By Olena Goncharova | Olena

There’s a flip calendar on my bedside table where I mark special dates and other little things to remember. As summer finally brings a warm breeze to Pittsburgh, I realize that I’ve spent almost three months now in the United States, two of them in Steel City.

It feels like home and I enjoy every single day here — even the one in late May when I witnessed a snowfall, which was quite surprising.

Pittsburgh is a perfect blend of big city and small town. It has almost all the perks to make it my “dream city.” Pittsburgh is home to both a National Hockey League team and a professional football team. It’s known for having some of America’s most beautiful views because of the rivers, 446 bridges and vibrant architecture, as well as an interesting art scene. There is a great array of parks, one in literally every neighborhood, so it’s not difficult to find a place for jogging.Pittsburgh Riverfront Park

It’s truly friendly, which I experienced a lot. Having people talk to you anywhere from a bathroom line in the museum to bus stops, just like in a small town, might feel strange for the first-time visitor, but it’s great if you’re a journalist.

When I embarked on this six-month adventure, I didn’t think I would become so attached to this place. Here is what I enjoy about my days in Pittsburgh and the Post-Gazette newsroom where I work during my fellowship:

  • Listening to Nellie, the barking basset hound. She’s the Post-Gazette publisher’s dog who is known to visit the newsroom on occasions, although it turns out to be every day.  
  • Working to the sounds of constant police alerts, because some journalists who cover the police beat listen to the police transmissions over the scanner all the time. They call it working on “day and night cops.”
  • Watching Pittsburghers jaywalk, which happens about 99 percent of the time. I’m happy not to be a driver in this city.
  • Talking to people. That’s how I got to know a music professor from Ukraine who works for the local university, a lady who showed me the best art materials shop in town and a gentleman who suggested the shortest way to the grocery store.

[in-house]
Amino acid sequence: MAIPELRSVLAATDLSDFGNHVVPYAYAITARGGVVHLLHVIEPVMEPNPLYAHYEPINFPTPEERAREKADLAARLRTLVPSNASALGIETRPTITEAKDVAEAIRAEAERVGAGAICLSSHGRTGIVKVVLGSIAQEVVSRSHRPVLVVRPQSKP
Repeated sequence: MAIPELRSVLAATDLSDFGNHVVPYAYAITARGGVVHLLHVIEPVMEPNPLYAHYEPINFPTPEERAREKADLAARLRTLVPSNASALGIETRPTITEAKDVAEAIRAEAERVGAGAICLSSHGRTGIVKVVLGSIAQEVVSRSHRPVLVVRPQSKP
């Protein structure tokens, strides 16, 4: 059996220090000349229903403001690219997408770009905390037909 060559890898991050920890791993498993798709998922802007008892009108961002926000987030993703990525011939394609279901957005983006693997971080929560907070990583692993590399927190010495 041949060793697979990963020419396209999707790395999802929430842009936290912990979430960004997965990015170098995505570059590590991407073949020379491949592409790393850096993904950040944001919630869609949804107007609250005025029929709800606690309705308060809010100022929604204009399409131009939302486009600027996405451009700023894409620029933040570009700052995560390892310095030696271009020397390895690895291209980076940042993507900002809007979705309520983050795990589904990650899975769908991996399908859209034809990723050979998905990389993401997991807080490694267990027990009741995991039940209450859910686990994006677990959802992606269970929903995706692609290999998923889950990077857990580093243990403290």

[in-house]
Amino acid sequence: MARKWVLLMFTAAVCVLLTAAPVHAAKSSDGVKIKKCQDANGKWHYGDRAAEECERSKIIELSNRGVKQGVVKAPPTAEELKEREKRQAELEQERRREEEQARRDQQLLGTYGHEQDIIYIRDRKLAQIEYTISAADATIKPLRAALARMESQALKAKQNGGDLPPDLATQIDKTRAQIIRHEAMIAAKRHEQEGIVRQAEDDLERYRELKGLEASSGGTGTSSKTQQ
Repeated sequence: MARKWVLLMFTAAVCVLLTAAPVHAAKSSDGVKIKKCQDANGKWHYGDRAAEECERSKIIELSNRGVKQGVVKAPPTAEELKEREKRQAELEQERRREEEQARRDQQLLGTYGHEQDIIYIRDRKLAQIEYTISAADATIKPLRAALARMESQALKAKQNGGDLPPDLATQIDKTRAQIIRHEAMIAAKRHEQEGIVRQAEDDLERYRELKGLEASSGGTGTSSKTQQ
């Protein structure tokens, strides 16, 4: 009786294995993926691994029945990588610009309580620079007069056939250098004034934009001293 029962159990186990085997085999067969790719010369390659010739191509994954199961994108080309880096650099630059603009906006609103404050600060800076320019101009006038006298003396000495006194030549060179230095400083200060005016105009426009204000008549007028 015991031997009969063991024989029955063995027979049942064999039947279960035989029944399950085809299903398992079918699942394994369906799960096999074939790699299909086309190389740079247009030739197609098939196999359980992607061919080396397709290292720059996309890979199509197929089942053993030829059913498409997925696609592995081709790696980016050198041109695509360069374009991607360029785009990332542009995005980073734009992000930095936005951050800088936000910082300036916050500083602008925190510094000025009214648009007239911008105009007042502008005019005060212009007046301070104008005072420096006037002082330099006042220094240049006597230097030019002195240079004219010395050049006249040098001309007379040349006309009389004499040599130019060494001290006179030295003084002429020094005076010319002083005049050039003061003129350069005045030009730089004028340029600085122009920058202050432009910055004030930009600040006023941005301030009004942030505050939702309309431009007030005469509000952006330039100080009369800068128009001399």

• Learning about new places to visit. I have already crossed out Andy Warhol’s Museum from my list. One of the four Carnegie museums here, it’s an absolute must-see. The downside of its incredible popularity: long lines all the time. This incredible seven-story museum features everything: from his early paintings to iconic pop art, time capsules and weird films. One of the installations that usually draws the most attention is called simply “Clouds.” It’s a room filled with huge silver balloons everyone can play with. (Big bonus: except for in the lobby, no photos are allowed there, so you can simply enjoy art instead of people with selfi-sticks.)
  • Checking out the Pittsburgh Opera, the eighth-oldest opera company in the U.S. There is an incredible 4,700-pound, 20-foot-high main chandelier that exemplifies the theater’s true charm.Pittsburgh Pirates Stadium
  • Finding my way in the downtown along tall skyscrapers and enjoying an occasional ride in a cable car up the incline, as it offers the best vantage point to see the city. Pittsburgh is lucky to have two of the inexpensive and fun attractions. The incline always reminds me of my hometown funicular that was opened in Kyiv back in 1905.
  • Watching Pirates’ fans lining up in front of the PNC Park, an elegant, classic-style baseball park that’s located on the bank of the Allegheny River. Usually by the time I leave the office they start gathering near the closest light rail station to enjoy the game. As I enter the subway on my way home, some guys who stand there holding “Need a ticket?” signs joke that I’m going in the wrong direction.
  • Going for a long walk to Squirrel Hill, one of the most scenic residential areas in town,  just to find that particular store that sells chocolate from my home country, Ukraine. Squirrel Hill apparently received its name because of the big population of gray squirrels, and it’s also known for its large Jewish community. More than 20 synagogues are located there as well as kosher food stores, restaurants and bookshops.

Last but not the least:

Being happy that I still have time to explore, as Pittsburgh has a lot more to offer.

Pittsburgh Bridges